When good apples turn bad, how to tackle this problem as a compliance officer

Compliance Tyler
3 min readFeb 27, 2024

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Addressing the issue of “good apples turning bad” in an organization, especially from a compliance perspective, involves a multifaceted approach aimed at preventing, detecting, and responding to unethical or non-compliant behaviour. Here are steps you, as a compliance officer, can take to tackle this problem:

1. Preventive Measures

  • Culture of Integrity: Foster an organizational culture that emphasizes ethical behaviour, integrity, and compliance. Leadership should lead by example, demonstrating a commitment to ethical principles.
  • Training and Education: Provide regular, comprehensive training on ethical behaviour, legal requirements, and organizational policies. Ensure employees understand the consequences of non-compliance.
  • Clear Policies and Procedures: Develop and maintain clear, accessible policies and procedures that outline expected behaviours and compliance requirements. Include guidance on how to avoid potential ethical pitfalls.
  • Effective Communication: Ensure open lines of communication where employees feel comfortable raising concerns without fear of retaliation. Implementing an anonymous reporting mechanism can be beneficial.

2. Detection Measures

  • Monitoring and Auditing: Implement systems to monitor compliance and conduct regular audits to detect unethical behaviour or policy violations. Use technology to your advantage by incorporating data analytics to identify potential red flags.
  • Whistleblower Systems: Encourage the use of whistleblower systems that allow employees to report unethical behaviour anonymously. Ensure these systems are secure, confidential, and that they protect the whistleblower from retaliation.
  • Risk Assessment: Regularly conduct risk assessments to identify areas of the organization that are more vulnerable to unethical behaviour. Adjust policies, controls, and training programs based on these assessments.

3. Response Measures

  • Investigation: Promptly and thoroughly investigate any reports of unethical behaviour or non-compliance. Ensure investigations are conducted fairly and objectively.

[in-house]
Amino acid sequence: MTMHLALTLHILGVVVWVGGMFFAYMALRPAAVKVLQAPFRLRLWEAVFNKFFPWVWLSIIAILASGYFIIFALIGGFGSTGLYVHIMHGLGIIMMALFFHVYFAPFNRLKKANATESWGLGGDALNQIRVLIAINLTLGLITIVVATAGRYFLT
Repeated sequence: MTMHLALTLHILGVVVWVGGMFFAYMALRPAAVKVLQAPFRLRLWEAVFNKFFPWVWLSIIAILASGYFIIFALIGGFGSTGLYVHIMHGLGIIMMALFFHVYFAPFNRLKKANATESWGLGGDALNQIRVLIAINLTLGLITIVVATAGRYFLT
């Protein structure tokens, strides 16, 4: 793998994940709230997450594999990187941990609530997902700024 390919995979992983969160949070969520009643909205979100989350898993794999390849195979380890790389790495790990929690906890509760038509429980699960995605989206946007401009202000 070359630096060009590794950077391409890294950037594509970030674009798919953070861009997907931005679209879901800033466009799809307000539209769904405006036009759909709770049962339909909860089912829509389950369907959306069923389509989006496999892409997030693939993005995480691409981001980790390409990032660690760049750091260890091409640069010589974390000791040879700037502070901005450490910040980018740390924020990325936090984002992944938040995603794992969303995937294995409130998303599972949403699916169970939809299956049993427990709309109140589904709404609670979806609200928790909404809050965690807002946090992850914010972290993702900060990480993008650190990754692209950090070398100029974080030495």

• Disciplinary Action: Clearly communicate the consequences of non-compliance or unethical behaviour and follow through with appropriate disciplinary actions. This may range from retraining to termination, depending on the severity of the misconduct.
  • Continuous Improvement: Learn from incidents of non-compliance or unethical behaviour. Use these experiences to strengthen policies, training, and controls to prevent future occurrences.
  • Transparency and Accountability: Be transparent about the measures taken to address unethical behaviour or non-compliance. This can help rebuild trust and reinforce the importance of compliance within the organization.

4. Support and Resources

  • Provide Support: Offer resources and support for employees who may be facing ethical dilemmas or pressure to engage in non-compliant behaviour. This could include access to ethics advisors or counselling services.
  • Engage Stakeholders: Work closely with other departments, such as HR, legal, and audit, to coordinate efforts in promoting compliance and ethical behaviour. Engage with external stakeholders, including regulators, to stay informed on best practices and regulatory expectations.

As a compliance officer, it’s crucial to approach this issue proactively, establishing a robust compliance framework that not only deters bad behaviour but also promotes a positive, ethical culture. Continuous evaluation and improvement of compliance programs are essential to adapt to new challenges and ensure that the organization remains committed to ethical practices and legal compliance.

Disclaimer: The information provided herein is solely for informational purposes and represents my own personal views. It should not be construed as legal or regulatory advice. For advice specific to your circumstances, please consult a qualified professional. Additionally, the opinions expressed are my own and do not reflect the views of my employer.

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Compliance Tyler

Tyler Woollard is a Compliance Professional. Tyler writes these compliance blogs to drive the compliance conversation tyler.woollard@theconductmind.com